California, so far, is like a dream. Specifically San Francisco, Berkeley, Point Reyes, Marin County, the mysterious pacific coast shrouded in fog: in short, much of the Bay Area.
Point Reyes is a beacon of Earth’s agelessness and perfection. Of what is possible. Ancient trees tower above one like monuments, like ancient colossi. Douglas Firs with their ridges of bark as thick as one’s fist, like ropes to be climbed up. The hiking trail twisting its way up and down and through, soft and damp, spongy, loamy, guided on both sides by the lushest, greenest vegetation I’ve ever seen, all fragrancing the air with verdant, earthy aromas of life and amazement, of how this world once was all over ….
I wish to put what I’ve seen into words, but how can I!? The magnitude of the task binds the gears of my mind and wrenches the cogs off track. How does one translate the colossal magnificence of such an ancient, prehistoric world (or anything, for that matter) into idea, into these scrawny characters that even when strung together into something greater than their individual selves are little more than a whisper in a storm, that are not truly experience, but merely place holders for experience. How can one translate a piece of bark into a string of characters and somehow communicate all that is that piece of bark and what it means to be present to it?
Words are like fake fruits and pastries in a display case, but even more pathetic, because at least those things, as false and unreal as they are, maintain a resemblance to that which they imitate, but words, words are nothing. Just amalgamations of parts of an alphabet. Just attempts to translate a feeling, an emotion into a communicable symbol that still can’t ever communicate properly that which they must. They’re idea, and idea is only something in the world of idea. In the world of experience, which is Life, they’re just “POOF!” They’re even less substantial than the fog that rests just off the Marin coast, the fog that appears so thick, so heavy and luxurious that one would delight in wrapping oneself in it like a blanket, or weaving it into a sweater, or filling a pillow. Yet the world of idea is a fun world nonetheless, because it is an imaginary world. It is unreal and completely made up. And that, of course, is its virtue. And the challenge of describing something! All one has to do is read a few quotes from Giacometti on painting and sculpture to get the gist of what that’s like.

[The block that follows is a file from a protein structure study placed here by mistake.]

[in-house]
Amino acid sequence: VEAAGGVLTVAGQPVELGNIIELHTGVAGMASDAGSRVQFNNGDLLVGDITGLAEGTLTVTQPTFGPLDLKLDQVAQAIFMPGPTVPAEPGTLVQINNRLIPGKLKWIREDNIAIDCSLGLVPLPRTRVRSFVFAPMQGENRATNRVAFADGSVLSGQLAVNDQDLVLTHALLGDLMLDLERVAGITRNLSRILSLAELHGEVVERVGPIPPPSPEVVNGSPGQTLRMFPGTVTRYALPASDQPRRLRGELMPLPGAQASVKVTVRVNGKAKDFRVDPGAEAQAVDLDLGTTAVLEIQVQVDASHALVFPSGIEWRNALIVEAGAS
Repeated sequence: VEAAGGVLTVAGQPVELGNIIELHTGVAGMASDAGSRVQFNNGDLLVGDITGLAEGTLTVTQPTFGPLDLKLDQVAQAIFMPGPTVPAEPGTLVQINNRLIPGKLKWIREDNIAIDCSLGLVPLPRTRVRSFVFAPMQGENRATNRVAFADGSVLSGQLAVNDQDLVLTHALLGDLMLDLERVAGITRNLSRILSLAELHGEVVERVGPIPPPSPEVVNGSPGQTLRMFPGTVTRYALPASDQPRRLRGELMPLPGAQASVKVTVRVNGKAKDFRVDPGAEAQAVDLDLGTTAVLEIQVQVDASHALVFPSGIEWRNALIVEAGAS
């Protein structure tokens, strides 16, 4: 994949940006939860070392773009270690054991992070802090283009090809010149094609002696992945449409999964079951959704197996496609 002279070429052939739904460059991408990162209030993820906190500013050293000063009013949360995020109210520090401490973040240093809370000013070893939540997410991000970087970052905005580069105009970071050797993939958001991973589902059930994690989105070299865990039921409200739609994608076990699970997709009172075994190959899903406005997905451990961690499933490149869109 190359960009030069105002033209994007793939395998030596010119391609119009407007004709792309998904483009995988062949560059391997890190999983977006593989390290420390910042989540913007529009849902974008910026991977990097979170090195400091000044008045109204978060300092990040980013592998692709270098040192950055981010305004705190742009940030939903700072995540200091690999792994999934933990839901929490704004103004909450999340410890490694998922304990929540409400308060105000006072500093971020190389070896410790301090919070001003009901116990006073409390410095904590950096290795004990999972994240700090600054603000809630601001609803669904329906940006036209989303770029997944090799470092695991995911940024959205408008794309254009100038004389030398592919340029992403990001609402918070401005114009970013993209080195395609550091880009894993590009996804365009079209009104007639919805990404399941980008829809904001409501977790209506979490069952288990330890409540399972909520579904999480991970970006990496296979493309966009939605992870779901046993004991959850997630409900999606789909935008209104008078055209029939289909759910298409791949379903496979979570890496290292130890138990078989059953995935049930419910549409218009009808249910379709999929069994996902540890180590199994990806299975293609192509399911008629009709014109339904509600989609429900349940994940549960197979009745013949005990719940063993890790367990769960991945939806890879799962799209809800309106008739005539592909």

The trees were tall. Colossal like the dreams of history’s greatest thinkers, but greater and older still. Untouchable. Incomparable. Point Reyes, you stir something in me that I can only call awe, but what is that, and what does it mean? I’d like to smash it with a hammer…. The temperature cooled as I moved closer to the shore, like the Pacific itself was washing over me, and when I did finally gain view of that vast, empty nothingness that had no horizon but vanished into the fog like life into death, I could only stop running, and stare, thunderstruck. “THIS is what is meant by eternity, ” I thought. “This is immortality.”
It’s like digging a hole. Digging after something buried there that can’t ever be excavated. But this isn’t a physical hole, it is a hole in my mind being dug. It is a metaphysical hole—the idea of digging the idea of a hole.